MAISON DE COUTURE: Literally, a house of fashion. The king of this creative realm is the designer whose Wizards with needles, the craftspeople who report to the premier de atelier are referred to as PETITES Couture houses have two main divisions, concentrated on two different silhouettes. One is dedicated to TAILLEUR (tailoring) . . . . the other to soft-dressmaking, or FLOU.
The equivalent of a writer’s first draft is the designer’s TOILE. Simple, inexpensive fabric is used to make a prototype of the final design.
Silhouette-The basic outline of the clothing on the body or the overall shape of the garment, its shape and outline. “hourglass” “pear” “apple” “bouffant” are some standard silhouette words commonly used. On the runway there’s a translucent screen with a light behind it. Before coming on, the model stands behind it and you can see the shadow outlining the clothes. This is the silhouette of the design, its line, flow, form, proportion and balance.
Silhouette is just one of fashion’s charms; embellishment is another. Couture houses work with specialists in their varied fields, or MÉTIERS, to achieve breathtaking effects, like PLISSAGE (pleating) and FOLDING, which can be applied to garments as far apart as a schoolgirl’s kilt, a Grecian-goddess dress, or a bouffant evening gown.
Another métier highlighted in “Manus x Machina” is DENTELLERIE (lacework). Lace can be as delicate as a spider’s web, but it can also be bejeweled, metallic, or colored. And as Jean Paul Gaultier reminds us, it isn’t the exclusive province of brides.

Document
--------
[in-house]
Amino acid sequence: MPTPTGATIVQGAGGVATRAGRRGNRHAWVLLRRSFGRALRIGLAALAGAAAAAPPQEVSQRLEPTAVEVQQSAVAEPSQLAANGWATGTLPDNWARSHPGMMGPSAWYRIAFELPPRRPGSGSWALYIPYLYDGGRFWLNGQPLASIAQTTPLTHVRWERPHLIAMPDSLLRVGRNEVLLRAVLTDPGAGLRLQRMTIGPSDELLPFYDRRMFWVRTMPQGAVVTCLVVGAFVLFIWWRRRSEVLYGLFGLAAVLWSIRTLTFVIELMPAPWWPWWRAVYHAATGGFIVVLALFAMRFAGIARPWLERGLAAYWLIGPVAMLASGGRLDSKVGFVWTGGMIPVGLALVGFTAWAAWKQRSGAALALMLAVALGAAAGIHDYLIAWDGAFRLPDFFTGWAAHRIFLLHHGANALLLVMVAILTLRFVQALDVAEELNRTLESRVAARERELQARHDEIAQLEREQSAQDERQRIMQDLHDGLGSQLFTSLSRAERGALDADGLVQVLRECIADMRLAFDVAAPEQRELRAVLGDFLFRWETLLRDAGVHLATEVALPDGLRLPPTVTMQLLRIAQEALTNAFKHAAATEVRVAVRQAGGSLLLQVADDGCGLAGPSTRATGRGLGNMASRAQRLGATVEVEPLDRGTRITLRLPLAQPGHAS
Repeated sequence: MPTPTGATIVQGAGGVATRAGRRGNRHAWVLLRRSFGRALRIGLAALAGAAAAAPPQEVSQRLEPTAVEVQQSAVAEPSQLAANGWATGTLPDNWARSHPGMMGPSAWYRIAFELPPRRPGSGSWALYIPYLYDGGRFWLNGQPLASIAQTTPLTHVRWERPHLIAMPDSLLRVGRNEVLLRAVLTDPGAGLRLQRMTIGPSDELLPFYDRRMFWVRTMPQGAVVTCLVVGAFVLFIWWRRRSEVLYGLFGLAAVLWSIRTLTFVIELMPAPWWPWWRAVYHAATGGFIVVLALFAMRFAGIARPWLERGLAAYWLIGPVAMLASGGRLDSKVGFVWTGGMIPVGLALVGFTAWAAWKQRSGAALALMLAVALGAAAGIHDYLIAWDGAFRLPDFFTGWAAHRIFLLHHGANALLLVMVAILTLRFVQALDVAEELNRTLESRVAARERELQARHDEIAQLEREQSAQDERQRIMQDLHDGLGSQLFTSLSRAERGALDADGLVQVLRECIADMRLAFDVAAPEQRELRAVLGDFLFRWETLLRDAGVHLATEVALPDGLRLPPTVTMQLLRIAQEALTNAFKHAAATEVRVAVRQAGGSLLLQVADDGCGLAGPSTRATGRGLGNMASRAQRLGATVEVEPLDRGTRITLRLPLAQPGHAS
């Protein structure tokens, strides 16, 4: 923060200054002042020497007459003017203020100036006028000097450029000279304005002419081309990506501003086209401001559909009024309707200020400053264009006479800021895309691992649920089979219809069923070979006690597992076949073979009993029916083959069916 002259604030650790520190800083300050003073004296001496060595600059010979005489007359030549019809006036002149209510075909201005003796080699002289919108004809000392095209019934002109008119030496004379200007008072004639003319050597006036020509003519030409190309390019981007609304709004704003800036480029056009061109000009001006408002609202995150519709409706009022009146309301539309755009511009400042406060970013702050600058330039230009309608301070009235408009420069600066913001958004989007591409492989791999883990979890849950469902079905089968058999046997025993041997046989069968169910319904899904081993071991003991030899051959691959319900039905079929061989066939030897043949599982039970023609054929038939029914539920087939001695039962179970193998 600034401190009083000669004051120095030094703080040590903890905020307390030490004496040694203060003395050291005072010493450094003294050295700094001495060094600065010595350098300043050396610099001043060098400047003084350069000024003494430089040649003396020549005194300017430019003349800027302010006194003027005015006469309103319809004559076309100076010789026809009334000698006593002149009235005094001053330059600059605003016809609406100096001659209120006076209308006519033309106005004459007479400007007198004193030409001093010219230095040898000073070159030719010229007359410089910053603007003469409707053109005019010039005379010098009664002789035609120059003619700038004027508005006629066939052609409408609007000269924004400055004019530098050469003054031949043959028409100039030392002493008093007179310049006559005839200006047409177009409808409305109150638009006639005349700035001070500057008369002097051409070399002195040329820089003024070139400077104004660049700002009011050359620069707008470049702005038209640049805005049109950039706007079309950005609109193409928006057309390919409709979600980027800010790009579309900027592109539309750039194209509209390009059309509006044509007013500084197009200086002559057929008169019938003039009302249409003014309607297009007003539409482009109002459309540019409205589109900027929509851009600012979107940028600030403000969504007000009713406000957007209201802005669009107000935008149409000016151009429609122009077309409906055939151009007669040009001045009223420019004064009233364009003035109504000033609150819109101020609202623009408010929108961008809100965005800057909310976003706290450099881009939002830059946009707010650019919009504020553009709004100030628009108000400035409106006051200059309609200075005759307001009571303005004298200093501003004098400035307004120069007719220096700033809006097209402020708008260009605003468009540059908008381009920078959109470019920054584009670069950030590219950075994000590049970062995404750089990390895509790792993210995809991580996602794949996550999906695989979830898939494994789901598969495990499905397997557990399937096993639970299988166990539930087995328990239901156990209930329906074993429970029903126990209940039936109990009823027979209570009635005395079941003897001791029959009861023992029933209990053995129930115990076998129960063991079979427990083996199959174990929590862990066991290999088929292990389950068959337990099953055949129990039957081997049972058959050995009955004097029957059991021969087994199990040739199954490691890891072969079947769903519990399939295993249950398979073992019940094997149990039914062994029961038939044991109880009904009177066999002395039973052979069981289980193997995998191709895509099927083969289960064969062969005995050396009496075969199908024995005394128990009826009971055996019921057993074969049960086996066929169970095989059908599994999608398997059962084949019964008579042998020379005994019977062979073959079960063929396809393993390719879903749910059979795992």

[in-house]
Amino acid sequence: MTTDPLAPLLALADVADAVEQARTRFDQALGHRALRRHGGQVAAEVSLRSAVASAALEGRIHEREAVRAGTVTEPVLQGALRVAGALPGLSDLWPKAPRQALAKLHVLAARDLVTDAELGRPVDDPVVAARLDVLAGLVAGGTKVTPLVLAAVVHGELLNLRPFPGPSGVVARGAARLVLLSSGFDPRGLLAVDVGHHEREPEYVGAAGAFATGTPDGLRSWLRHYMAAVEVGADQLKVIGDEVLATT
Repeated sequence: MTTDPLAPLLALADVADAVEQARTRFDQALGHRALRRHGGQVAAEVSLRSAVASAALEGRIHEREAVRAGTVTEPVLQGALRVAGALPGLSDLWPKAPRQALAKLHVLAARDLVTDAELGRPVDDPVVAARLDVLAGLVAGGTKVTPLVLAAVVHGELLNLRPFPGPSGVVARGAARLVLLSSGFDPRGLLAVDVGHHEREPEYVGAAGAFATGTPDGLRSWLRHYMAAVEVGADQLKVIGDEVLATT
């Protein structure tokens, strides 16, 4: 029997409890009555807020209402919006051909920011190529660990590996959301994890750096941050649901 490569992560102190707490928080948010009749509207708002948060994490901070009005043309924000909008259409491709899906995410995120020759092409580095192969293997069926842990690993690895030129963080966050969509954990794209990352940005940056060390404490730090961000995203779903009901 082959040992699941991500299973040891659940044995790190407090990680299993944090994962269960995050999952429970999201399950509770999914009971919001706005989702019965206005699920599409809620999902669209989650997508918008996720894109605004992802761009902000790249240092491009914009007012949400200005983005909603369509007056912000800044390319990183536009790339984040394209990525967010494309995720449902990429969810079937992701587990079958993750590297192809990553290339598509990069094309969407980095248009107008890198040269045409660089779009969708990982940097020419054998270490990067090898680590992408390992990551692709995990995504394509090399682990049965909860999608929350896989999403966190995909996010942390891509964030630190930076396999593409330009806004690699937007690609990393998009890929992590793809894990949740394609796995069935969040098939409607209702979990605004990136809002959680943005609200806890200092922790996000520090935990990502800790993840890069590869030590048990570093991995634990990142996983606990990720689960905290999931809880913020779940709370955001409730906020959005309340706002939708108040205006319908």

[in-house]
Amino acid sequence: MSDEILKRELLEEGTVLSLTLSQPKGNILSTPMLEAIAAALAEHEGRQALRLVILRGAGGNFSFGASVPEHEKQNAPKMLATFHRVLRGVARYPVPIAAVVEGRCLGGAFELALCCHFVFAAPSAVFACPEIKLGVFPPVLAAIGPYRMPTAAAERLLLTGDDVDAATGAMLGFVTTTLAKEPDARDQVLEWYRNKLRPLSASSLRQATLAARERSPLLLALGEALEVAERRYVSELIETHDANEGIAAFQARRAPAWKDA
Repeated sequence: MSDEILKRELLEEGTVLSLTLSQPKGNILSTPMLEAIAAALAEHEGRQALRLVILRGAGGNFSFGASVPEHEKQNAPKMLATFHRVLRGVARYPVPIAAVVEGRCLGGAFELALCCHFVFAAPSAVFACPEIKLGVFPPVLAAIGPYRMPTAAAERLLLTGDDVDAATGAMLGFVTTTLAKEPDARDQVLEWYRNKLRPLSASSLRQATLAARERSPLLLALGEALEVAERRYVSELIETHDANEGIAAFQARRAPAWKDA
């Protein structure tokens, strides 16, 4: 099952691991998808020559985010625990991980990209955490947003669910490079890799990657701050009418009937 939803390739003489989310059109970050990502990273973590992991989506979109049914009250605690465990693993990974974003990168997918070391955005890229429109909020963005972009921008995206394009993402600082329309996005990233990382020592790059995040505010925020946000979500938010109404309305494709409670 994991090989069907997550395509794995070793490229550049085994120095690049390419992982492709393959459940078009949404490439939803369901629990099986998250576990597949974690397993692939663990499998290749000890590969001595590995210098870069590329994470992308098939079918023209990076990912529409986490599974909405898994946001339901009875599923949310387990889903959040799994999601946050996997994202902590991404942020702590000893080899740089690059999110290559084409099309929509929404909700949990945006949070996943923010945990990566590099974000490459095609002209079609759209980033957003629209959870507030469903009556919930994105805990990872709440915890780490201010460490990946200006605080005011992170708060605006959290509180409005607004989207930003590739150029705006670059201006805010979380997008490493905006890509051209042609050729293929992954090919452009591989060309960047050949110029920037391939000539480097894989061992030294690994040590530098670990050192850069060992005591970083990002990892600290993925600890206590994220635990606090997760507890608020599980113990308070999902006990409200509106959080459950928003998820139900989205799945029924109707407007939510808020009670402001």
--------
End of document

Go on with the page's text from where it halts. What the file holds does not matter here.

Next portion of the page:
Garments can be embellished with leather appliqués or made entirely of the material. These days much MAROQUINERIE (leatherwork) is laser-cut.
The highest form of needlework is BRODERIE (embroidery). One type is threadwork . . .
. . . another type makes use of beads and sequins. The famous house of Lesage executed the beading on this Yves Saint Laurent haute couture cape.
All types of feathers, from marabou to coq, are used in PLUMASSERIE (featherwork).
There are many similarities between fashion and flowers besides temporality. Christian Dior, who once described his ideal woman as a “femme fleur,” designed skirts that looked like upside-down tulips. Even if a silhouette is not flowerlike, it can be festooned and made ultra-romantic with the addition of PARURIER FLORAL (artificial flowers).